Colorful nasturtiums (Tropaeolum nanum) produce blooms in vivid hues of red, yellow and orange. Grow the plants as summer annuals in U.S. Department of Agriculture plant hardiness zones 4 through 8, or as cool-season winter annuals in USDA zones 9 through 11. The flowers do self-sow readily in mild climates, and can become invasive. Nasturtiums come in both trailing and upright varieties, suitable for beds and borders.
Getting a Head Start
Nasturtium roots don't tolerate disturbance, but you can start them indoors four weeks before the last expected spring frost, or at the end of summer, if you plant them in biodegradable peat pots. Use a sterile, well-drained potting soil. Setting the pots in a tray helps them hold their shape and catches the water that drains from the pots. Sow one nasturtium pot per 2- or 3-inch-diameter pot, planting the seeds 1/2 inch deep. Nasturtium seeds need darkness to germinate, so don't set them under lights. Covering the pots with a plastic bag retains moisture so they don't need watering until after they sprout, which can take up to 10 days.
The Great Outdoors
Direct seeding in the garden after the last frost or in late summer prevents root disturbance so the plants are more likely to grow well. Choose and prepare the site the same way whether you are direct seeding or setting out indoor-grown transplants. A well-draining, slightly sandy site in full sun results in the best growth and flowering. Overly rich soils, especially those containing abundant nitrogen, cause healthy foliage growth but few flowers. Growth and flowering is also poor in shade. Loosen the planting site down 6 inches and water it until it feels evenly moist before sowing or transplanting.
In the Garden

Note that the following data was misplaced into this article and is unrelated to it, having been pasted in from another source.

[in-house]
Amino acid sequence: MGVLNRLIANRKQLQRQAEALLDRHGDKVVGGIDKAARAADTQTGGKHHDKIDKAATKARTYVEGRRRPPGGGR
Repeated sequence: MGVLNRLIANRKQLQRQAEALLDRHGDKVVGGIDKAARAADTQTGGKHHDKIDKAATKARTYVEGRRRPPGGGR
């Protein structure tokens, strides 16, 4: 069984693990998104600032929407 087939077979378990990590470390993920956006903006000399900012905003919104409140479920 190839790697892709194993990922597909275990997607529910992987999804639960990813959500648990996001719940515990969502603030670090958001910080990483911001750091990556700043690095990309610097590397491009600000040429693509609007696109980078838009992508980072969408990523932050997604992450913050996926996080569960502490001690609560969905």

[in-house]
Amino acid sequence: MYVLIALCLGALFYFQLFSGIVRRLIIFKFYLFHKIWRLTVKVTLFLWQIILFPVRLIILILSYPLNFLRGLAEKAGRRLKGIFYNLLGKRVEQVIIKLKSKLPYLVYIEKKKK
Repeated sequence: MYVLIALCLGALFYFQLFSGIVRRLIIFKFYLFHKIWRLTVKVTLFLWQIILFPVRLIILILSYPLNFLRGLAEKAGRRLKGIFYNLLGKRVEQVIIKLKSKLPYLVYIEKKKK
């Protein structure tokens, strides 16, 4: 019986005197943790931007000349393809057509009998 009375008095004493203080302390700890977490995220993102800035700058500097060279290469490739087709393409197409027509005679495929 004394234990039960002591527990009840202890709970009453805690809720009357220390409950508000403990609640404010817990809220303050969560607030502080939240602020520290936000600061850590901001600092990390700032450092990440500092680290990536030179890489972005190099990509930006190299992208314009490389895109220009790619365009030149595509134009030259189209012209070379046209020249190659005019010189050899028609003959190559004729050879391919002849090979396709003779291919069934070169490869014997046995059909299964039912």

Planting nasturtium seeds at the right depth outdoors gives them the darkness they need to sprout. Sow the seeds 4 to 6 inches apart in rows set 12 inches apart, planting the seeds 1/2 inch deep and covering them well. Light watering to keep the soil moist but not soggy is all that's needed until the nasturtiums germinate. Thin the seedlings so they are 12 inches apart after they emerge and grow in their second set of leaves. If you are transplanting indoor-grown nasturtiums, space them 12 inches apart when you plant them. Set the pot so the rim is just beneath the soil surface, otherwise the peat wicks moisture away from the nasturtium roots.
Although moderately drought tolerant, providing 1 inch of water weekly results in healthier growth. Nasturtiums don't need fertilizer to grow well. The plants flower best when days are warm and nights are cool, and they may temporarily stop blooming during hot weather. After the nasturtiums begin to bloom, pinch off the old flowers as they wilt to encourage new flower buds to form.
- Morning Glories
- Vinca Growth Requirements
- Germinate Marigold Seeds
- My Chrysanthemums Won't Bloom
- How Long Do Marigolds Last?
- Germinate Impatiens Seeds
- Hanging Plants That Do Well in the Heat of Summer
- Growing Instructions for Coral Bells Bressingham Hybrids
- My Marigolds Won't Bloom
- Plant Snapdragon Seeds
- Plant Zinnia
- Plant Vincas